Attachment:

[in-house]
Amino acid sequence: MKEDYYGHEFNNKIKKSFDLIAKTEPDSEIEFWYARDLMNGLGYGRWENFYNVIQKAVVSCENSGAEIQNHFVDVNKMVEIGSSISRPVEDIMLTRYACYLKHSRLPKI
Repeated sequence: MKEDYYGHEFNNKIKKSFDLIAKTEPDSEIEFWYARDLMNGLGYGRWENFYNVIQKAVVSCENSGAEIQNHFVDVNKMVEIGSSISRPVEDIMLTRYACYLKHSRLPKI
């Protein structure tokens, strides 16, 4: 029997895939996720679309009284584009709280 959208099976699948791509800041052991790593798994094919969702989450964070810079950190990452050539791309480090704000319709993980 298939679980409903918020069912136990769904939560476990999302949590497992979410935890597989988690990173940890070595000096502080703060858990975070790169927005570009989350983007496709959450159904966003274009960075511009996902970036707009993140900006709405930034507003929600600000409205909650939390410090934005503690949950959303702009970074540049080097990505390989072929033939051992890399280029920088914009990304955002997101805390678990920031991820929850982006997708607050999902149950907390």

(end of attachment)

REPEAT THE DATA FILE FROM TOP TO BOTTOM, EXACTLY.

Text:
[in-house]
Amino acid sequence: MKEDYYGHEFNNKIKKSFDLIAKTEPDSEIEFWYARDLMNGLGYGRWENFYNVIQKAVVSCENSGAEIQNHFVDVNKMVEIGSSISRPVEDIMLTRYACYLKHSRLPKI
Repeated sequence: MKEDYYGHEFNNKIKKSFDLIAKTEPDSEIEFWYARDLMNGLGYGRWENFYNVIQKAVVSCENSGAEIQNHFVDVNKMVEIGSSISRPVEDIMLTRYACYLKHSRLPKI
């Protein structure tokens, strides 16, 4: 029997895939996720679309009284584009709280 959208099976699948791509800041052991790593798994094919969702989450964070810079950190990452050539791309480090704000319709993980 298939679980409903918020069912136990769904939560476990999302949590497992979410935890597989988690990173940890070595000096502080703060858990975070790169927005570009989350983007496709959450159904966003274009960075511009996902970036707009993140900006709405930034507003929600600000409205909650939390410090934005503690949950959303702009970074540049080097990505390989072929033939051992890399280029920088914009990304955002997101805390678990920031991820929850982006997708607050999902149950907390």